The kids were way out now, well over their heads and still shrieking. They had stopped rowing and were taking turns diving off the boat. You could see they were having fun and at least the water was cleaner out there. He had never learned to swim, not properly, though he had spent the first years of his life in a house on this very lake. As a youngster he’d had a mild fear of the water. Nothing he wouldn’t have outgrown if his father hadn’t undertaken to teach him to swim.

The human body floats,” his old man had proclaimed in his beery Saturday morning voice, picking up Jameson by the scruffy elastic of his bathing trunks and dangling him over the edge of the dock. And it does. Eventually. Bloats up and floats to the surface unless you encase it in cement. There was a rumour that Banks was in with the Mafia. Linda believed it. But that had nothing to do with Jameson. The man had offered him a job in good faith, hauling concrete for the Seaway. Hardly a step up, Linda said, but with any luck he could work his way into something better. And a union job was nothing to sneeze at. A lot of guys would sell their souls to join the Teamsters. All Jameson would have to do was work hard and mind his own business.

He remembered the skin-shrivelling shock of sudden immersion and that terrible high-pitched whine in his ears which even then he had understood to be fear. And then water rushing up his nostrils, his lungs swelling and his heart seeming to pump water instead of blood. His eyes, the only part of him he could control, he had kept tight shut. He had sunk like a stone. But his father had refused to give up. After the first fiasco he had waded out with Jameson from the shallows, one arm under Jameson’s belly and the other supporting his chest, promising on his honour not to let go.

Relax,” he had boomed as Jameson thrashed his arms and legs in a panicked dog-paddle.

Over and over again.

His mother lay sprawled on her chaise longue, hugely pregnant with Joaney – deathly ill with Joaney was how she always put it – and entirely indifferent to the plight of her first born. Inevitably, when they were nearly to the end of the dock, his father would let go and Jameson would begin to sink. After the umpteenth attempt he had somehow contrived to stay afloat convinced that if his foot touched the bottom one more time, he would be sucked down into the black ooze. And so he had curled himself into a ball and floated face down. For how long he didn’t know. Aunt Ernestine had pulled him out blue and goosepimply. She had thumped him on the back a few times and thrust a bucket under his nose. When he had stopped vomiting, she had given him her cure-all, a peanut butter cookie. To this day he couldn’t bear the taste of peanut butter but he loved Aunt Ernestine better than his own mother.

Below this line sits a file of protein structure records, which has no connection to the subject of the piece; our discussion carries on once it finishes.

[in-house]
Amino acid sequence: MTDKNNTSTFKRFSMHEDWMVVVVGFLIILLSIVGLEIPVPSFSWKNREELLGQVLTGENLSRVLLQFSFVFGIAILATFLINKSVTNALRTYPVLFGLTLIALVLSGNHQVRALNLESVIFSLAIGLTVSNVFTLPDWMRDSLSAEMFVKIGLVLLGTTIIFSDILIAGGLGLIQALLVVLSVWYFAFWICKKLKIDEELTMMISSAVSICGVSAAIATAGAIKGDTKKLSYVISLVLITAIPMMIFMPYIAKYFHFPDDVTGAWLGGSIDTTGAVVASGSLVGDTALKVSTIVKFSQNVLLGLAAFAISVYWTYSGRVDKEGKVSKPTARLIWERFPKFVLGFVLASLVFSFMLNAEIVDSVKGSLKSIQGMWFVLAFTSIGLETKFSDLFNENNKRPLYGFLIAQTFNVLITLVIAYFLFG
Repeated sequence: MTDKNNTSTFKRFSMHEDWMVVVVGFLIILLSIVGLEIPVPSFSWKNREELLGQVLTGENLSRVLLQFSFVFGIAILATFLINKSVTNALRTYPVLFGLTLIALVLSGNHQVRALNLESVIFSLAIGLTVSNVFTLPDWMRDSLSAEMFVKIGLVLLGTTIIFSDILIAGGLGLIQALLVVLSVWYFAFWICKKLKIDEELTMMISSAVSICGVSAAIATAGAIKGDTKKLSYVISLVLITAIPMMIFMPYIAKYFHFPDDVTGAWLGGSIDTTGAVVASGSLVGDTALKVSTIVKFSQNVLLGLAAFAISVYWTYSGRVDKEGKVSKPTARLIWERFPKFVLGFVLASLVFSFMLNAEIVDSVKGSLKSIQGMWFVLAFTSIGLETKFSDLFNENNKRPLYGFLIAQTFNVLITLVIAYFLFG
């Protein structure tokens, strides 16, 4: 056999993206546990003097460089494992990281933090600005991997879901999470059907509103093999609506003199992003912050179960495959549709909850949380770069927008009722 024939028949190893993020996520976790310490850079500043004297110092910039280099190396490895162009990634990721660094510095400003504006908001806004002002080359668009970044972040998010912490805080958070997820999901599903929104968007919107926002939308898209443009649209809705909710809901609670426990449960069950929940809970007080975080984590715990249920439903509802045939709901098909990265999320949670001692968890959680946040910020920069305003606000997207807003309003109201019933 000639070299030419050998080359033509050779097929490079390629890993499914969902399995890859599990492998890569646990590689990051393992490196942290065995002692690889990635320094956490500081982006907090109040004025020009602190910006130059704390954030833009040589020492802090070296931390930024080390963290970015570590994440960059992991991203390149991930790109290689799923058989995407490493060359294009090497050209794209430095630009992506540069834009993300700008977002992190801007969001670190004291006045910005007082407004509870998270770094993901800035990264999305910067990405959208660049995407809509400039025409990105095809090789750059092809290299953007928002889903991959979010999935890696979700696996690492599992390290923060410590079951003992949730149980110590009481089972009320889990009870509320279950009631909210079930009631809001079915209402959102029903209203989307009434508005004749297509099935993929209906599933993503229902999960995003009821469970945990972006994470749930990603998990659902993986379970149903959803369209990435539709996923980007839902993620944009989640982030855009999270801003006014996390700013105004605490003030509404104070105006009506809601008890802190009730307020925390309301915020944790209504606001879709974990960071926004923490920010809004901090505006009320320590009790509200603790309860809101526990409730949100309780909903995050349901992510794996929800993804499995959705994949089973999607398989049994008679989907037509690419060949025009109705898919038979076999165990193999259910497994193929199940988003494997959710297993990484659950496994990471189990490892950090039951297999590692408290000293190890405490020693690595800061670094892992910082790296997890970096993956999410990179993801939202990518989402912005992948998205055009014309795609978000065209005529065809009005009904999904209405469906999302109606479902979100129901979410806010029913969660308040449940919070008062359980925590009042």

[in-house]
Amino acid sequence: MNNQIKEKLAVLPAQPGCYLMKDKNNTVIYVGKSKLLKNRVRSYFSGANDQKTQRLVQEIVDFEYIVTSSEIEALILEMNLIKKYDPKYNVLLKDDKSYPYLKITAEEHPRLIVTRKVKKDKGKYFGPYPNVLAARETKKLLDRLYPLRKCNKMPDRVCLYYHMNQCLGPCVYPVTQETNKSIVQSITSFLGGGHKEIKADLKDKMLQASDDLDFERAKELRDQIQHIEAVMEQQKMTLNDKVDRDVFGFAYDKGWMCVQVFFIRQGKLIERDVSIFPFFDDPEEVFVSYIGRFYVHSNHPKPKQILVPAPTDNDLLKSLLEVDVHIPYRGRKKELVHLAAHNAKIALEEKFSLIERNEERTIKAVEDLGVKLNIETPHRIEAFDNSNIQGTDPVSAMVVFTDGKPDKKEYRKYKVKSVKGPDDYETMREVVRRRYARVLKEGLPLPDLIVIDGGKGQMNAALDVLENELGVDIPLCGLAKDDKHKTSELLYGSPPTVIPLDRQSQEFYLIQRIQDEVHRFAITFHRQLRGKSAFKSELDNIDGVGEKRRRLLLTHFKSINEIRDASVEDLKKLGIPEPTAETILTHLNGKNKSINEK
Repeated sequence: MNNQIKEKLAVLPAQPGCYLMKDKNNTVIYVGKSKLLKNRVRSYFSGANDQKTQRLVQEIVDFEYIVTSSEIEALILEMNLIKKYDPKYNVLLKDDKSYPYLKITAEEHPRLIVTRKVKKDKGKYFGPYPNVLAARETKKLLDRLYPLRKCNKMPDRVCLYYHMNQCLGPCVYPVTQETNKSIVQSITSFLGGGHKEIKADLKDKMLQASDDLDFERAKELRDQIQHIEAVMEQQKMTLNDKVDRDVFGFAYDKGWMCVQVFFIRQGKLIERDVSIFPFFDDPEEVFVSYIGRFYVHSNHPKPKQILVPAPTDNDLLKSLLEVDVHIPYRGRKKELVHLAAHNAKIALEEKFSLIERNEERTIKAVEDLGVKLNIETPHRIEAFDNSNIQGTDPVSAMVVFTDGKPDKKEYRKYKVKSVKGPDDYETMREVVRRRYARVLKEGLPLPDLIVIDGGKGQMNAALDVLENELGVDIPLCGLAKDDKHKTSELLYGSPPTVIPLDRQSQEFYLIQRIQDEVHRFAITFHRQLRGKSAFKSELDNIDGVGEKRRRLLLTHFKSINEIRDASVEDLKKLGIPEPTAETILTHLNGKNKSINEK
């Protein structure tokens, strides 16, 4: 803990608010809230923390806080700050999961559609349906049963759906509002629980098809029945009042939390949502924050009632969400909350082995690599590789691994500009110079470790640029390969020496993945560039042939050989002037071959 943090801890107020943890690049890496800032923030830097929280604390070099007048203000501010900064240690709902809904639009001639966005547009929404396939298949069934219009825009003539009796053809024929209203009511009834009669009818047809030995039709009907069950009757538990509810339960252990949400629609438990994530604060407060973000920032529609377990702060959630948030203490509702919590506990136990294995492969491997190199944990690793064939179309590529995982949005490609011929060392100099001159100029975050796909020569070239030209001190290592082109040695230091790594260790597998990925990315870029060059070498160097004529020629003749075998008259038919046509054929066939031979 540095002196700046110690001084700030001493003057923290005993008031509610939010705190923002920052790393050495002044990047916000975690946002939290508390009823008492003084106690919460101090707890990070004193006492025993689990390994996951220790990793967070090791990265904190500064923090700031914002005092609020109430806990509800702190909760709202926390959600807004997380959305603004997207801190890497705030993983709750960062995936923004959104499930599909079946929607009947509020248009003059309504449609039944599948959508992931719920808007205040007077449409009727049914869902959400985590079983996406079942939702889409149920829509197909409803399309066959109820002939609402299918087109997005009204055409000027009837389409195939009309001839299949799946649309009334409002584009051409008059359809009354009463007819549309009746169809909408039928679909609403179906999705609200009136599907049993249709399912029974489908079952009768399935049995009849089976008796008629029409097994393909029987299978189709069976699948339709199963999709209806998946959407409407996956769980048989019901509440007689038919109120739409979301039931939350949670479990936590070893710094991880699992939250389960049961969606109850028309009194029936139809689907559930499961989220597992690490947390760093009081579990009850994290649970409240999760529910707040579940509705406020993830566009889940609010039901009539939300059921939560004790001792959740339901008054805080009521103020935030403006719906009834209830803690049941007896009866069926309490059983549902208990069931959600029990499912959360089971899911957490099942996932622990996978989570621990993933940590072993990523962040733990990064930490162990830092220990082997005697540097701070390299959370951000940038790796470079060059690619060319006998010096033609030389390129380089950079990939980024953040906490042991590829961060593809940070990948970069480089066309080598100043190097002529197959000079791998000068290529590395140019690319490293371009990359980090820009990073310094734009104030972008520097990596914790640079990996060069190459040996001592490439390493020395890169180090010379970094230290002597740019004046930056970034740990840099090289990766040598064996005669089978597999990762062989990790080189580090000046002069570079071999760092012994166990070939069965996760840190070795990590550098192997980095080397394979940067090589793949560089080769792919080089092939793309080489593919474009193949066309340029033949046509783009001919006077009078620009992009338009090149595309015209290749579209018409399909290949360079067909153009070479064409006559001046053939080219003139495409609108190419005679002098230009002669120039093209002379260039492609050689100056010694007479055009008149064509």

A death wish, his mother had said, the only comment she had ever made on the episode. He’d had a death wish at the age of five. Perhaps he had one still. He had come back after all, the moment he was old enough. He had landed a job at the garage in Valois straight out of high school and he’d been there ever since but there was no future in it.

He hardly recognized the Lakeshore nowadays. The farmers had all sold off their acreage so they could retire or else pay their back taxes. Every last field was paved over and dotted with prefab houses. His own childhood home had disappeared behind a barricade of fancy cement monstrosities. It wasn’t even on the waterfront any more. The lawn ran straight into another house cut off in mid-sweep. The boathouse had collapsed into the lake and the dock was rotting away.

God he hated wading out to his boat. This late in the summer the water felt like warm pee and the bottom was a kind of prehistoric muck composed of layers of industrial sludge, rotting fish and any amount of French letters; booby-trapped with pop bottles, fish hooks, old tires and somewhere off the point, the keys to his grandfather’s Buick – that was prehistoric now too. And he couldn’t see one foot in front of the other. Last week he’d stubbed his toe on a big stone. Somewhere right around here. Jesus what was that? Something sharp on the bottom of his foot. A tin can maybe; probably rusty. He ought to fish it out; save someone else from the same fate but what with the gas can under one arm and the cooler on his shoulder, he didn’t have a free hand. Have to hope it hadn’t broken the skin.